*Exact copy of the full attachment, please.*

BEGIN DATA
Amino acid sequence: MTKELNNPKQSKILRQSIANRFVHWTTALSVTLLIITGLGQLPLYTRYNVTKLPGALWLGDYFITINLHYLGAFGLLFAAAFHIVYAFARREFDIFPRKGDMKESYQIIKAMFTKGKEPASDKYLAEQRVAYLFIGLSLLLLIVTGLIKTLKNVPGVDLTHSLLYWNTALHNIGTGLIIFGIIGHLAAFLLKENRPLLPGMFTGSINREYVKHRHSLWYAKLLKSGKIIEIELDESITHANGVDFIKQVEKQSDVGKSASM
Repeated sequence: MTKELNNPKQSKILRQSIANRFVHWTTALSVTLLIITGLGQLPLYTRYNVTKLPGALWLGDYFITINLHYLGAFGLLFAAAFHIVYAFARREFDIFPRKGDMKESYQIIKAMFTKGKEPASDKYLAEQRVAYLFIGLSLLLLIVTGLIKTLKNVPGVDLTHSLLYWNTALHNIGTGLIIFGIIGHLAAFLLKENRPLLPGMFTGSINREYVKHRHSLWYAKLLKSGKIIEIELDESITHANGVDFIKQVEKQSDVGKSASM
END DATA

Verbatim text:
Amino acid sequence: MTKELNNPKQSKILRQSIANRFVHWTTALSVTLLIITGLGQLPLYTRYNVTKLPGALWLGDYFITINLHYLGAFGLLFAAAFHIVYAFARREFDIFPRKGDMKESYQIIKAMFTKGKEPASDKYLAEQRVAYLFIGLSLLLLIVTGLIKTLKNVPGVDLTHSLLYWNTALHNIGTGLIIFGIIGHLAAFLLKENRPLLPGMFTGSINREYVKHRHSLWYAKLLKSGKIIEIELDESITHANGVDFIKQVEKQSDVGKSASM
Repeated sequence: MTKELNNPKQSKILRQSIANRFVHWTTALSVTLLIITGLGQLPLYTRYNVTKLPGALWLGDYFITINLHYLGAFGLLFAAAFHIVYAFARREFDIFPRKGDMKESYQIIKAMFTKGKEPASDKYLAEQRVAYLFIGLSLLLLIVTGLIKTLKNVPGVDLTHSLLYWNTALHNIGTGLIIFGIIGHLAAFLLKENRPLLPGMFTGSINREYVKHRHSLWYAKLLKSGKIIEIELDESITHANGVDFIKQVEKQSDVGKSASM